What are your goals as Launch gets underway? We’ve expanded our collegiate programming from summer-only to year-round. We’re focusing on making sure students know that it’s free, and all you have to do is sign up at newmemphis.org. We’re also in the process of democratizing initial access to internships through an online platform: Launch: Campus to Career. Once that platform goes live in the spring, we’ll work with employers to post their collegiate internships, and connect students to those opportunities.
How can Memphis, and specifically the Memphis business community, better attract and retain young talent? Eighty percent of the jobs that will be available to kids that started kindergarten this year have yet to be dreamed. Digital media strategists and app developers barely existed when I was in high school, but now companies have huge needs for them.
My point is, the youth of today are not just our workforce, they are our innovators, future business owners and, most importantly, chief problem solvers. I think our narrative needs to shift on how our young talent is viewed, as valuable contributors, collaborators and assets. What does that look like? Investing in our young workforce through internships and other opportunities.
And what message do you convey to students who are on the fence about staying in Memphis to start their career? This is where you make an impact. Young people want to make an impact and Memphis is the place where you can do that early in your career. So if you’re ready to get to work on real challenges and opportunities, this is your place.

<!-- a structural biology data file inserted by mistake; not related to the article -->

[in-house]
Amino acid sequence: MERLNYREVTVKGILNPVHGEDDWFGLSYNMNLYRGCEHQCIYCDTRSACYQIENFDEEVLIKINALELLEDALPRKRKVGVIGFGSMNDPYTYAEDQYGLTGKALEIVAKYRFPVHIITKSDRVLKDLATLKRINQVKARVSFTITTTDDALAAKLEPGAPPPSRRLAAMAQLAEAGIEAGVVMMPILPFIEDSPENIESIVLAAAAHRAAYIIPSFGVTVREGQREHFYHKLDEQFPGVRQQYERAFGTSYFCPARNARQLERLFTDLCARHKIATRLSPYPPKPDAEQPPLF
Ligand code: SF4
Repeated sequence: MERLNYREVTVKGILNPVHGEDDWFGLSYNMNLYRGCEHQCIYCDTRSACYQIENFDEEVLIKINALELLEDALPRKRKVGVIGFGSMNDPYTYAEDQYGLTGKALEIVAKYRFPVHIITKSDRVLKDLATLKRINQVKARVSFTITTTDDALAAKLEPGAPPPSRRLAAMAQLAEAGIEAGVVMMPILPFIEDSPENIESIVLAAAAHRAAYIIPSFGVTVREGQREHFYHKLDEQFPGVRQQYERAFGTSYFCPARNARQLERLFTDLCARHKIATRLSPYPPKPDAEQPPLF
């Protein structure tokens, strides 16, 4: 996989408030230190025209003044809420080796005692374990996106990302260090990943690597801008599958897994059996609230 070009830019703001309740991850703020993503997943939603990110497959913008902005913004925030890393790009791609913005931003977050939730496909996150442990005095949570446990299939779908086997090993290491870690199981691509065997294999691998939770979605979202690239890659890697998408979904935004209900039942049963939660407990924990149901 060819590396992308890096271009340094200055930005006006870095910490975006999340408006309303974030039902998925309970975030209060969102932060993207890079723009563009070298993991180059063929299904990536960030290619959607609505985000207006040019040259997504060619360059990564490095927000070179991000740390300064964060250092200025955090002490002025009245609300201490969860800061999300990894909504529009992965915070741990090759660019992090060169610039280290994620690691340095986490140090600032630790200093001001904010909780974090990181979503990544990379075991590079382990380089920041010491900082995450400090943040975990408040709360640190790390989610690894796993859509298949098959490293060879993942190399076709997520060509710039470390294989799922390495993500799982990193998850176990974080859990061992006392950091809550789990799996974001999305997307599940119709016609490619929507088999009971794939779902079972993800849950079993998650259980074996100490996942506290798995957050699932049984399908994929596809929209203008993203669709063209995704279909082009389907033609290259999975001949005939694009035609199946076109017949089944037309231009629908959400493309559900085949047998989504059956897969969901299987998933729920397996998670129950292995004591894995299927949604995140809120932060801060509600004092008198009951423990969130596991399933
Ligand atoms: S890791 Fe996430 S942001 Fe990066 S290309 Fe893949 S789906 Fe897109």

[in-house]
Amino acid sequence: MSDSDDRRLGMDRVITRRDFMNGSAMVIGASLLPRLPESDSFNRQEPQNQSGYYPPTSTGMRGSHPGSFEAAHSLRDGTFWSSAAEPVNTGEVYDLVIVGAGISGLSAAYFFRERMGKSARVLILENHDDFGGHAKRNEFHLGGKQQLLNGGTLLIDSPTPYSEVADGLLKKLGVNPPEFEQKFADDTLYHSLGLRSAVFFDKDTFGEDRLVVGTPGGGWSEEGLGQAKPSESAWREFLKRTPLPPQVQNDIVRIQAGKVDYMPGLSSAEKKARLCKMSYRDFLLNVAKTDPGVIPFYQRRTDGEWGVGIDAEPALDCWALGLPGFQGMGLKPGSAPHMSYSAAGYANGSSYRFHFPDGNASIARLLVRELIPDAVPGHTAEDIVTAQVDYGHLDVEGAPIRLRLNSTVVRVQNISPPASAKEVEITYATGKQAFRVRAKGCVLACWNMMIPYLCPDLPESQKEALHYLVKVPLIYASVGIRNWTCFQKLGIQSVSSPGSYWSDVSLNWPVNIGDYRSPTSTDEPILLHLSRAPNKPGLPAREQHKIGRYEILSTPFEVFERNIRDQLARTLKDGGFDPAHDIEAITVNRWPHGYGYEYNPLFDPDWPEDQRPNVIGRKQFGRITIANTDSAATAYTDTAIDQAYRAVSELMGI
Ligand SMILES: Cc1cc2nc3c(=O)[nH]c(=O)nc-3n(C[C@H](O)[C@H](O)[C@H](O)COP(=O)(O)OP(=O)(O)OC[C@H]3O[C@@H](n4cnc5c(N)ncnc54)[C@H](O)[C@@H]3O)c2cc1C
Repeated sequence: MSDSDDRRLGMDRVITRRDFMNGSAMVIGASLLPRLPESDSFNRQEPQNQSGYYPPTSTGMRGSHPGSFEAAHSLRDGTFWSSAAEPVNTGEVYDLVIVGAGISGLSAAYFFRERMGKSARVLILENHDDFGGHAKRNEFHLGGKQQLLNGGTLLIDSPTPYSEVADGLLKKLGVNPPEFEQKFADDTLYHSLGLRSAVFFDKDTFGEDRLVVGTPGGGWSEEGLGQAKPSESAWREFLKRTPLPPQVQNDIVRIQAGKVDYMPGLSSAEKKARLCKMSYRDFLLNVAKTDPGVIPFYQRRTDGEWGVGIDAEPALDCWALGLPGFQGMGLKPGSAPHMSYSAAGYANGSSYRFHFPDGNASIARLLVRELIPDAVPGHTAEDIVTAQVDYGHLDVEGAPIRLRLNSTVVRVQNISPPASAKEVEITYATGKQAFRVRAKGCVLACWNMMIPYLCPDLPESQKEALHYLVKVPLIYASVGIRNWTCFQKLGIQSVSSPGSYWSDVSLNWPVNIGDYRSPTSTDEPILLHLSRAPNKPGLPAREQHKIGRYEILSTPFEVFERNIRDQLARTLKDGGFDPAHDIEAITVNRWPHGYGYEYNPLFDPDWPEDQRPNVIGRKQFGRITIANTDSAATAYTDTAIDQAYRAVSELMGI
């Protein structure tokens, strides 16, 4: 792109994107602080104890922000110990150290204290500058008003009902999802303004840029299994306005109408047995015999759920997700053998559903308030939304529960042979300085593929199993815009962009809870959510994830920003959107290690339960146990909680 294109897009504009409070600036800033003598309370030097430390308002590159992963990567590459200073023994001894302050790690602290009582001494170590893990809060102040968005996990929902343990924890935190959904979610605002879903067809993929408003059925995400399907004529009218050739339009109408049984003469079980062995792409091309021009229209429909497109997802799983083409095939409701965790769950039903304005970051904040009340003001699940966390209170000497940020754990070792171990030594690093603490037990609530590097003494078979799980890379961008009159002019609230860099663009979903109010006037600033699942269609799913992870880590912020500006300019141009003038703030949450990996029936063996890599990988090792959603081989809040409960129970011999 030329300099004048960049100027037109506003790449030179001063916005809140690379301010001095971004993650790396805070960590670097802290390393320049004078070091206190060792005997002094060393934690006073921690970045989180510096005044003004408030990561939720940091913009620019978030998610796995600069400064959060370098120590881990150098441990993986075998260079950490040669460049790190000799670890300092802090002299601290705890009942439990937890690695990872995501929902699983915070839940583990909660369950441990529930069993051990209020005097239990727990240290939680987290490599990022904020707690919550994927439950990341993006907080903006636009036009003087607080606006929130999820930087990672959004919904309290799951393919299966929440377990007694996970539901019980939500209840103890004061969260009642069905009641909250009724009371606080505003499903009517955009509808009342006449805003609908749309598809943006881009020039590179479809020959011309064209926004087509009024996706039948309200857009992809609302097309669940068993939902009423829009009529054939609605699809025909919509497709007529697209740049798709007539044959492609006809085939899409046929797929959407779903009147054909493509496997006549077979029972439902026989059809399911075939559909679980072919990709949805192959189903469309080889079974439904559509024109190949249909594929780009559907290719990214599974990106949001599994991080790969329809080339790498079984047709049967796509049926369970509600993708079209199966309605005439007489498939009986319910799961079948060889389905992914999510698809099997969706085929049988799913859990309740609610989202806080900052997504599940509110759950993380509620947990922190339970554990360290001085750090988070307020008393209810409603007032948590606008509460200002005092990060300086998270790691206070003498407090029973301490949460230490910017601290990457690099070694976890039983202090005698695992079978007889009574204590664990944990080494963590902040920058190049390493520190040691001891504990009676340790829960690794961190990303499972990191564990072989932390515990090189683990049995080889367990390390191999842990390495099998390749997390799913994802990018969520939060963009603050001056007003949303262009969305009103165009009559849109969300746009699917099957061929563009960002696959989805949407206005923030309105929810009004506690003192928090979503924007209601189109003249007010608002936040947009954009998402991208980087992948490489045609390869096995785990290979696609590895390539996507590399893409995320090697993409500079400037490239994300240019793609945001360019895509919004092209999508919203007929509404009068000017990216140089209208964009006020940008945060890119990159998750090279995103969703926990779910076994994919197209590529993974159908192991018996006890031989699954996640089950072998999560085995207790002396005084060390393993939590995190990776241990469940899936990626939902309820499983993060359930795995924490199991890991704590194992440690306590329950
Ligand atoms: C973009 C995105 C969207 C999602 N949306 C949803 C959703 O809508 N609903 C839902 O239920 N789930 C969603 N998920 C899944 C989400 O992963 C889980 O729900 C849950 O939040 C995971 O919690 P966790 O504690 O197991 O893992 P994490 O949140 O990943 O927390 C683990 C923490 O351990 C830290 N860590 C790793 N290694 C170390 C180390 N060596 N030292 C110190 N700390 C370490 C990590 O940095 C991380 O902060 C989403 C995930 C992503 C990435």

What do you consider your greatest accomplishment? You’re reading about it. I’m 25, first-generation college grad, and not too far removed from the days of cold-calling and cold-emailing to get interviews for internships. My story is not unique. We have survey feedback from thousands of current college students who are struggling to find opportunity, yet we know of employers who are hungry for young talent to innovate and infuse energy into their office. There’s a gap there, and I’m excited to be working on behalf of an organization with a long history of solving complicated challenges.
What do you most enjoy about your work? If we have a question at New Memphis, we can get it answered by an expert. Our team, board, alumni, and program participants are all on the same page and are passionate about forging a more prosperous and vital new Memphis by attracting, developing, activating and retaining talent.
If you could give one piece of advice to young people, what would it be? Invest in experiences and finding purposeful work. That doesn’t mean that all tasks are fun and seem purposeful, so having a clear understanding of your own values and long-term goals are key.